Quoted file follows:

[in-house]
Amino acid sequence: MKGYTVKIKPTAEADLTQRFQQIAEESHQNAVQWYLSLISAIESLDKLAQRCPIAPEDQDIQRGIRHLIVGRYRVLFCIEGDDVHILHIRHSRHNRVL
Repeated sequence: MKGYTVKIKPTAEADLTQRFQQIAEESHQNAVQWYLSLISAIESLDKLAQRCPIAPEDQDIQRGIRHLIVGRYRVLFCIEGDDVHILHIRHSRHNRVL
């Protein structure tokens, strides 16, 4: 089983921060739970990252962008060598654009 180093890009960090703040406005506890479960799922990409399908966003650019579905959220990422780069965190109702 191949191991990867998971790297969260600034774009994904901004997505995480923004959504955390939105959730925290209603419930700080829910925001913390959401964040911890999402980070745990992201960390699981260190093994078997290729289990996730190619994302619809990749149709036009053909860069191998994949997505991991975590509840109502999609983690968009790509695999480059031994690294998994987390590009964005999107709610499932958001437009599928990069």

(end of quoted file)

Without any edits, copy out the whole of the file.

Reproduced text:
[in-house]
Amino acid sequence: MKGYTVKIKPTAEADLTQRFQQIAEESHQNAVQWYLSLISAIESLDKLAQRCPIAPEDQDIQRGIRHLIVGRYRVLFCIEGDDVHILHIRHSRHNRVL
Repeated sequence: MKGYTVKIKPTAEADLTQRFQQIAEESHQNAVQWYLSLISAIESLDKLAQRCPIAPEDQDIQRGIRHLIVGRYRVLFCIEGDDVHILHIRHSRHNRVL
């Protein structure tokens, strides 16, 4: 089983921060739970990252962008060598654009 180093890009960090703040406005506890479960799922990409399908966003650019579905959220990422780069965190109702 191949191991990867998971790297969260600034774009994904901004997505995480923004959504955390939105959730925290209603419930700080829910925001913390959401964040911890999402980070745990992201960390699981260190093994078997290729289990996730190619994302619809990749149709036009053909860069191998994949997505991991975590509840109502999609983690968009790509695999480059031994690294998994987390590009964005999107709610499932958001437009599928990069």